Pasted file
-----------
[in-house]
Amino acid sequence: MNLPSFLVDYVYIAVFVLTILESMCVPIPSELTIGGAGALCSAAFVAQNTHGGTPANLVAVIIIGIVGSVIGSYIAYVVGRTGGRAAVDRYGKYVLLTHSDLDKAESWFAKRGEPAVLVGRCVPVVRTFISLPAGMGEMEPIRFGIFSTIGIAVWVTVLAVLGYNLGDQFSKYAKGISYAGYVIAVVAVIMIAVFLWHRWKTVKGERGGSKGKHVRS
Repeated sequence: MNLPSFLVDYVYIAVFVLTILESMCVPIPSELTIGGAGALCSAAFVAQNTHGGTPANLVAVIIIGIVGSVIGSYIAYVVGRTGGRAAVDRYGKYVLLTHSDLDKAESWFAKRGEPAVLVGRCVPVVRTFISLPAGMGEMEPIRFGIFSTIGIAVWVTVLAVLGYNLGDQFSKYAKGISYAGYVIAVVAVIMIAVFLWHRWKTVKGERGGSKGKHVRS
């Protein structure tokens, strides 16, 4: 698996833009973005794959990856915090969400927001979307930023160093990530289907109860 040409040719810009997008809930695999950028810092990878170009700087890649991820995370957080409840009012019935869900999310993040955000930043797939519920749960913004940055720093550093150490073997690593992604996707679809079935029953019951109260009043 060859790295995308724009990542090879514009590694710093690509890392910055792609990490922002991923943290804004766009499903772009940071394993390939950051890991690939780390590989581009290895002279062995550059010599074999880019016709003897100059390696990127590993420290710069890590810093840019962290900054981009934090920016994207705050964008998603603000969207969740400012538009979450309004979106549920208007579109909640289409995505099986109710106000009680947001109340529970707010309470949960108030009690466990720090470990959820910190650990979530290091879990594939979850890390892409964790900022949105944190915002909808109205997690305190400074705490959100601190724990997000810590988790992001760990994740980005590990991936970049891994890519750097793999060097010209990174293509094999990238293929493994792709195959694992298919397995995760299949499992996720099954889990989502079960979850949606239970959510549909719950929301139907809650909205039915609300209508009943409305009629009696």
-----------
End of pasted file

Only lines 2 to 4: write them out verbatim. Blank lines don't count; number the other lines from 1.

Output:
Amino acid sequence: MNLPSFLVDYVYIAVFVLTILESMCVPIPSELTIGGAGALCSAAFVAQNTHGGTPANLVAVIIIGIVGSVIGSYIAYVVGRTGGRAAVDRYGKYVLLTHSDLDKAESWFAKRGEPAVLVGRCVPVVRTFISLPAGMGEMEPIRFGIFSTIGIAVWVTVLAVLGYNLGDQFSKYAKGISYAGYVIAVVAVIMIAVFLWHRWKTVKGERGGSKGKHVRS
Repeated sequence: MNLPSFLVDYVYIAVFVLTILESMCVPIPSELTIGGAGALCSAAFVAQNTHGGTPANLVAVIIIGIVGSVIGSYIAYVVGRTGGRAAVDRYGKYVLLTHSDLDKAESWFAKRGEPAVLVGRCVPVVRTFISLPAGMGEMEPIRFGIFSTIGIAVWVTVLAVLGYNLGDQFSKYAKGISYAGYVIAVVAVIMIAVFLWHRWKTVKGERGGSKGKHVRS
């Protein structure tokens, strides 16, 4: 698996833009973005794959990856915090969400927001979307930023160093990530289907109860 040409040719810009997008809930695999950028810092990878170009700087890649991820995370957080409840009012019935869900999310993040955000930043797939519920749960913004940055720093550093150490073997690593992604996707679809079935029953019951109260009043 060859790295995308724009990542090879514009590694710093690509890392910055792609990490922002991923943290804004766009499903772009940071394993390939950051890991690939780390590989581009290895002279062995550059010599074999880019016709003897100059390696990127590993420290710069890590810093840019962290900054981009934090920016994207705050964008998603603000969207969740400012538009979450309004979106549920208007579109909640289409995505099986109710106000009680947001109340529970707010309470949960108030009690466990720090470990959820910190650990979530290091879990594939979850890390892409964790900022949105944190915002909808109205997690305190400074705490959100601190724990997000810590988790992001760990994740980005590990991936970049891994890519750097793999060097010209990174293509094999990238293929493994792709195959694992298919397995995760299949499992996720099954889990989502079960979850949606239970959510549909719950929301139907809650909205039915609300209508009943409305009629009696």